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More Java 9 Features Announced

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Oracle have announced more features to be delivered as part of JDK 9. The headline features is modularity, as we reported on Monday. However, a large number of other features have also been announced. The new features include:

  • Unified JVM Logging - a complete overhaul of how the JVM reports events in its subsystems, replacing the ad-hoc and separate logs that Hotspot current generates.
  • Remove GC Combinations Deprecated in JDK 8 - this is the removal of 3 outdated garbage collection combinations: DefNew + CMS, ParNew + SerialOld and Incremental CMS. These combinations were already deprecated in Java 8.
  • Compiler Control - fine grained control of the Hotspot JIT compiler down to the level of being able to switch a specific optimization on or off at a per-method level.
  • Milling Project Coin - tidying up a few leftover edge cases from Java 7's Project Coin (which delivered some small language changes).

The feature list also includes the completion of the warnings cleanup project that has been running for several years, as well as a cleanup of import handling. Importing deprecated classes will now no longer trigger warnings and some long-standing type resolution problems in javac will also be fixed.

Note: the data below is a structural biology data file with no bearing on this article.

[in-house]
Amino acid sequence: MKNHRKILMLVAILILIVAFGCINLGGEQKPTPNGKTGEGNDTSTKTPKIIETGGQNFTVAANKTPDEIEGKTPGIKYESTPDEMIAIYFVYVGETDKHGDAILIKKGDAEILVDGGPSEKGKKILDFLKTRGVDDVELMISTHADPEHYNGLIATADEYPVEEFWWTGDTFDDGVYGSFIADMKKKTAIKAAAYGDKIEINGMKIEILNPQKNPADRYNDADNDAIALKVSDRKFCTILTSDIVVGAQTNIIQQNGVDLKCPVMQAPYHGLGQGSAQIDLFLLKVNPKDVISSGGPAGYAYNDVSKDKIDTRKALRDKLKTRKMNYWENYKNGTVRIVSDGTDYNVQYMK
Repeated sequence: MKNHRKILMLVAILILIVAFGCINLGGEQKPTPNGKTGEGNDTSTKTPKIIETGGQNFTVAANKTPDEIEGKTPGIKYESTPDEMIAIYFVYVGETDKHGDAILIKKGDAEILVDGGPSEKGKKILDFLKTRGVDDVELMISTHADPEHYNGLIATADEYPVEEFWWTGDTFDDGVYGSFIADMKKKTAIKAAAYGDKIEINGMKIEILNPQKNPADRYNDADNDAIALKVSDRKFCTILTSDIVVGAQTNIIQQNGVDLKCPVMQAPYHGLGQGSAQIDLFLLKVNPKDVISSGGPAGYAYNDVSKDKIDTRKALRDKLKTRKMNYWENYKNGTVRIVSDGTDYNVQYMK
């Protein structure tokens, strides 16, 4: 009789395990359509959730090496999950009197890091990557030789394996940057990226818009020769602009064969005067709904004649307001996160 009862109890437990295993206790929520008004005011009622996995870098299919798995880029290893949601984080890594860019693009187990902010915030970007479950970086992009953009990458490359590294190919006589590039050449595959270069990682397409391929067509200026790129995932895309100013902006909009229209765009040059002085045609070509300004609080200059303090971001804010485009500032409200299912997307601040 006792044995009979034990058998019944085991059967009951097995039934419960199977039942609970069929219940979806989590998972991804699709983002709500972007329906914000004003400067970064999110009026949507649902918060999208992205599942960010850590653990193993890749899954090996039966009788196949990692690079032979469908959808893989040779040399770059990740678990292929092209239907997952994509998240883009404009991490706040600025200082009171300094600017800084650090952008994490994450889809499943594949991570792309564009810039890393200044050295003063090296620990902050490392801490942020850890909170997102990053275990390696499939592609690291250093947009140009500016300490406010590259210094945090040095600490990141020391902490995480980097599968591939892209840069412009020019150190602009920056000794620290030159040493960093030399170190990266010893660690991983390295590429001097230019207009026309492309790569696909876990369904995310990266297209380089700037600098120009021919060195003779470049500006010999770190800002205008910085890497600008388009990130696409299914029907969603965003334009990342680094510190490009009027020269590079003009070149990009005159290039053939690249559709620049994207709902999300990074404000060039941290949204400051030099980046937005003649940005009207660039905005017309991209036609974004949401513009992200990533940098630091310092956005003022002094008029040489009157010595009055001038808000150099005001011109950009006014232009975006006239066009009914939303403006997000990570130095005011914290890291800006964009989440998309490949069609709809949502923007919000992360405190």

Support for a couple of modern technologies was also announced - Datagram Transport Layer Security (DTLS) and an upgrade to the javadoc tool to output HTML5.

The current status of the in-flight JEPs also shows that primitive specialization of generics (to allow types such as List<int> without boxing of the primitive type) is not on the road map for JDK 9, and instead would target JDK 10.

A roadmap, milestones and expected release date for Java 9 have not been announced, but expectations are that it will be Autumn 2016. Oracle are trying to keep roughly a 2-year cadence between Java releases and the timeline for Java 8 shows that the GA release of Java 8 was almost exactly 2 years after the M1 build was released.


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